Calling the plays


Author: Eric Butterman

Margaret Ruffing Morris ’98 admits that becoming a producer and director for NFL Films was not exactly on her radar growing up. Neither was football. “I loved making movies from the time I was a kid and my dad had one of those first gigantic boombox-sized VHS cameras,” she says. “My brothers and sister and I would shoot Indiana Jones movies in our backyard. I was even involved in a TV show in high school.”

As a film major at Notre Dame, she says, “My dream was to shoot features and get to New York. Jill Godmilow, who was a documentary filmmaker and professor at Notre Dame, at least helped give me an interest in documentary filmmaking . . . but I still didn’t imagine football as the subject.”

Margaret Ruffing Morris, photo by Cara Angelucci

So how did she get from Ruffing family adventures in Michigan to cutting spectacular plays from pro football fields around the country? “NFL Films came to Notre Dame, and I honestly did the interview on a little bit of a whim,” she says. “But they liked what I could bring as a filmmaker, and I began to see that this was storytelling. It goes back to what you learn in creative writing and film classes. You’re talking about a journey and conflicts along the way.”

The Riverton, New Jersey, resident offers an example: “Right now I’m doing a story about a football player who grew up in a rough part of Michigan, bounced from teams and now is doing great in Detroit. It’s piecing together a story.”

That storytelling interest turned into a top-notch opportunity. “I was working for a show called Under the Helmet as an associate producer,” she says, “and I got my chance for a shoot.” That could also have been a chance to be intimidated, especially when you’re trying to get a crew of veterans to respect all 23 years of you.

“Confidence and a vision was how I did it,” she says. “You need to be willing to listen to others but, in the end, have your ideas and lead the way.”

Despite her push to be in the zone that day for this youth-oriented show, the session didn’t go by in a blur. “I still remember craft services, a grip truck and being around all these people doing it for years . . . and there’s 23-year-old me, and I have all these grand ideas and storyboarding it all out,” she says. “It was a terrific opportunity.”

She credits the late legend Steve Sabol with helping her develop confidence. Sabol became known as an on-camera host for NFL Films productions, which started with just him and his father filming football and became a multimillion dollar operation.

“One of my favorite things that Steve would say is, ‘There’s nothing better than a spectacular failure,’” she says. “He wanted to push you to try different things and approaches. That, hey, your idea could work.”

Ruffing Morris is proud to say that many of her ideas did work — and when her immediate boss moved up, she was named head of NFL Under the Helmet. It was an unusual position to be in, considering the lack of women in her field. “I did feel a responsibility,” she says. “But I wasn’t treated differently. If your work was good then you progressed.”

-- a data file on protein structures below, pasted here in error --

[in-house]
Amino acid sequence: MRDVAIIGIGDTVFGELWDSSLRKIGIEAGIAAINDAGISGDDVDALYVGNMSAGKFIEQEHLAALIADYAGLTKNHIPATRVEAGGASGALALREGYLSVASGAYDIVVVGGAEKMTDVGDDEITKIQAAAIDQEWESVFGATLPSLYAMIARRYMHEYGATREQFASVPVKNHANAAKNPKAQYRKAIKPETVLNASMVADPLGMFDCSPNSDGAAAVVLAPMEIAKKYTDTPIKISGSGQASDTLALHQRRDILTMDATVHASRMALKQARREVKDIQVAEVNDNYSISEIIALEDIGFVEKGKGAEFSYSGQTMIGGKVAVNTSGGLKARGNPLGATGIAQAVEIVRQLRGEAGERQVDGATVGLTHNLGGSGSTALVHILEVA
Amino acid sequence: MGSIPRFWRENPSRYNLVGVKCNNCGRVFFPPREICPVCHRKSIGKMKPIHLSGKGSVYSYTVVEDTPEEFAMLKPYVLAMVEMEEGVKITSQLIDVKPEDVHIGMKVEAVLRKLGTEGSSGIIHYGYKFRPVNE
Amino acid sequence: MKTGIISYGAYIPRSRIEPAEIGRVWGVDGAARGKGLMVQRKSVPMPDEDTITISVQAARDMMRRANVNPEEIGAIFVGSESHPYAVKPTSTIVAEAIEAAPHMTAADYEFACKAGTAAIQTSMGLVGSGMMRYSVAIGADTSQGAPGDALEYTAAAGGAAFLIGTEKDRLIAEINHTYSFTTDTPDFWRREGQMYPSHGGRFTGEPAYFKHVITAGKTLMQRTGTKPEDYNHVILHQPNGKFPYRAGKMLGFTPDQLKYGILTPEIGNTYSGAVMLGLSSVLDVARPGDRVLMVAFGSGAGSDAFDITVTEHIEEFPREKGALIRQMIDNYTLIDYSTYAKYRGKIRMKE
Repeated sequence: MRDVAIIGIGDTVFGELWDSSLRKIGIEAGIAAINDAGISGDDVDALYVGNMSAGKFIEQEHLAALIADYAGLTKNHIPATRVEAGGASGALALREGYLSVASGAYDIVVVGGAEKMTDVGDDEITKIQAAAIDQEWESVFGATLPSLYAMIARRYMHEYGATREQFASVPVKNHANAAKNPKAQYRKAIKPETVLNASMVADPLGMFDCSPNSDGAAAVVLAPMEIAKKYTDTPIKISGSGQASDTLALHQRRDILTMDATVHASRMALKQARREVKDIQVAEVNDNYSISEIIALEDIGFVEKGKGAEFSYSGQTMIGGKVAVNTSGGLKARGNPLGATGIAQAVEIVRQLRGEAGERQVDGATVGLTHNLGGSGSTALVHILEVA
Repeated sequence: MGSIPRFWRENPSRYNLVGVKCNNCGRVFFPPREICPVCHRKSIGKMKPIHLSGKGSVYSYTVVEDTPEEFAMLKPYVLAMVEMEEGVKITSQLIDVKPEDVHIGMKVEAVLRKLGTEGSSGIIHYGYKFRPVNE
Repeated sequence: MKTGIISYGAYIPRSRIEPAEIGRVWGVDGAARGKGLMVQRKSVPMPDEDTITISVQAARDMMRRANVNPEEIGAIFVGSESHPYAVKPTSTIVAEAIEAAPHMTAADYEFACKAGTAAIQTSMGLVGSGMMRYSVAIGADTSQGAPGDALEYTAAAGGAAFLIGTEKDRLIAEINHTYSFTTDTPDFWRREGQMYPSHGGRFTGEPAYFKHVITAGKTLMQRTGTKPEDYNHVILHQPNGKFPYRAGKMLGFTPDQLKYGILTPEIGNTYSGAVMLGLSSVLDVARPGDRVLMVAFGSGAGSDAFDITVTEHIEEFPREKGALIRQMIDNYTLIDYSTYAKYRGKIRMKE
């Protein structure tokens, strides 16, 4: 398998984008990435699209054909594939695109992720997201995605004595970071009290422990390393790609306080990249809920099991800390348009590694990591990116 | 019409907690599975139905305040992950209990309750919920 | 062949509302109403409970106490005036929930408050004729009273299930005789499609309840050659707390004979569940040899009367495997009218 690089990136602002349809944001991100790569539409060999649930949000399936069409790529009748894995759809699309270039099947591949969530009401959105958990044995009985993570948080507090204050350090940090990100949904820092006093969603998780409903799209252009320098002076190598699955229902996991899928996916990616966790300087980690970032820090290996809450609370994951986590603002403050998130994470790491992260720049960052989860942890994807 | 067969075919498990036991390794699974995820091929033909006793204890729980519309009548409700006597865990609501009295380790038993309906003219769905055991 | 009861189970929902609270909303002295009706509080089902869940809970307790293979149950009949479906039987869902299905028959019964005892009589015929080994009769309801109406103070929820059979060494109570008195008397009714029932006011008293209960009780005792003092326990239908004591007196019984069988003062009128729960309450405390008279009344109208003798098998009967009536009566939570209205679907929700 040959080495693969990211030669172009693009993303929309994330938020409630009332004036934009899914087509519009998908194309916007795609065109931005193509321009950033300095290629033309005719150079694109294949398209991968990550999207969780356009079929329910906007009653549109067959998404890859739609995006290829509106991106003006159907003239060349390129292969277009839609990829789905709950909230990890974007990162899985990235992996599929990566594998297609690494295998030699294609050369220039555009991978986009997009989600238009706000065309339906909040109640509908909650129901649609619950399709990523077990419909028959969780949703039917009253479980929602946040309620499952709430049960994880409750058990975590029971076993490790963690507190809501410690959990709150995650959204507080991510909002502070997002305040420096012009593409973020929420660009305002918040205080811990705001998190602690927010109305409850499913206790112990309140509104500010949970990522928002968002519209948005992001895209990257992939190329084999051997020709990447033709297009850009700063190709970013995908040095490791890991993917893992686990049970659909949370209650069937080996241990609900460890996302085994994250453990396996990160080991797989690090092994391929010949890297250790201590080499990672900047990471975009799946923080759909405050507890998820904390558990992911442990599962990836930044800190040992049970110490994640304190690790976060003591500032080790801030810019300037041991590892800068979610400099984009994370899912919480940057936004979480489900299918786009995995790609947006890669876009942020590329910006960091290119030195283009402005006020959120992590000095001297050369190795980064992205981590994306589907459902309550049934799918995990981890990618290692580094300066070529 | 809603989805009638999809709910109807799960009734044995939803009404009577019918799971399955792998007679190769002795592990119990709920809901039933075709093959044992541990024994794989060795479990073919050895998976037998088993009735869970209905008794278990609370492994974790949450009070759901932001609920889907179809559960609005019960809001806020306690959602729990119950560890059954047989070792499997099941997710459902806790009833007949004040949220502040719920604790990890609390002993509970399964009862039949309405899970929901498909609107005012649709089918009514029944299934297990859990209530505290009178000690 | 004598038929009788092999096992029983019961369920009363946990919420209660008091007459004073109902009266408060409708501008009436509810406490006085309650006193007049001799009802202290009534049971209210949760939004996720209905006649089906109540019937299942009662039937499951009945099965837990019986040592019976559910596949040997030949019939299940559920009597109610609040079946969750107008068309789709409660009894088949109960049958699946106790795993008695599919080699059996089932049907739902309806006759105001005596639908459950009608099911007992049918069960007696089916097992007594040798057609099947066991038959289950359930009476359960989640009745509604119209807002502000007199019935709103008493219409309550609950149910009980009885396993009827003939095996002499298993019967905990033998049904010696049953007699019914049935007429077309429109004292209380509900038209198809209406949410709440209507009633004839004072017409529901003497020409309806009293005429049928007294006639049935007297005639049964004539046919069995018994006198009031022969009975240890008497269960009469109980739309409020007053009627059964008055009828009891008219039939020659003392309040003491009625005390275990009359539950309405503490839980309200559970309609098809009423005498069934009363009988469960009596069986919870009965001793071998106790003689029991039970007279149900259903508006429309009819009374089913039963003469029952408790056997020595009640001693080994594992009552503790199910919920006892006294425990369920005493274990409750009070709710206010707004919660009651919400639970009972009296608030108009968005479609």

Overseeing the studio as the head producer of the show, her job was to make sure everything ran smoothly. “It was really all aspects of production,” she says. “I think I was the choice to take over because of the way I completely embraced the show.”

One of her favorite shoots for the show was when she got to combine her passion for film with boating; she was once sailing club commodore for Notre Dame, which appeared in the national rankings during her stint. “I had a contact with [America’s Cup winner] Dennis Conner and got Jim Harbaugh and his brother John out on a boat,” she says. “It was in San Diego, beautiful water. . . . I had no idea they’d both be coaching teams some day.”

Another top storytelling moment came when she got to share the tale of the Green Bay Packers’ 2002 season. Her vision was straightforward — she went backward. “One more chance to show something differently — knowing the ending gives you a completely different perspective. . . . I loved doing it.”

And she loves to show the spirit of the unknown.

In football, she notes, “The guys are wearing full pads and helmets, so you don’t see faces and don’t know who they are — unlike other sports. We pull away the mask and reveal who the people you’ve been watching really are.”

The result of that unmasking has been five sports Emmy Awards. “I’ve had a chance to work on so many different kinds of pieces,” the 38-year-old says. “I can be jumping from a very serious 10-minute thing with slow music to a two-minute fun piece with hip-hop music.”

Neil Zender ’98, a producer with NFL Films and fellow Notre Dame graduate, has been impressed by Ruffing Morris ever since they started on the same day. “She’s driven, and she knows what her vision is,” he says. “When you have a crew ready to go, they need to be led. But she’s going to find the story and make sure it comes out. And her editing is as good as it gets. Creating these amazing segments from sound bites for Chris Berman and Monday Night Football — she’s so quick and can take any kind of pressure.”

Despite more than 15 years of football film, Ruffing Morris admits she’s still not a diehard fan, and she believes that can actually help. “Sometimes you get too stuck in loving the statistics that you miss the big picture,” she says. “Sometimes being a step back helps you to see the action that’s really going on.”

The next producing role for Ruffing Morris is NFL Rush, slated to premiere this fall. And she has scaled back a bit to spend more time with her children, Sam, 8, and Hadley, 3. “It’s a balance, but I have a great time doing this,” she says. “When you focus, it’s fun to watch the images come alive.”

Eric Butterman has profiled Regis Philbin ’53, Anne Heaton ’94 and others for this magazine. Contact him at

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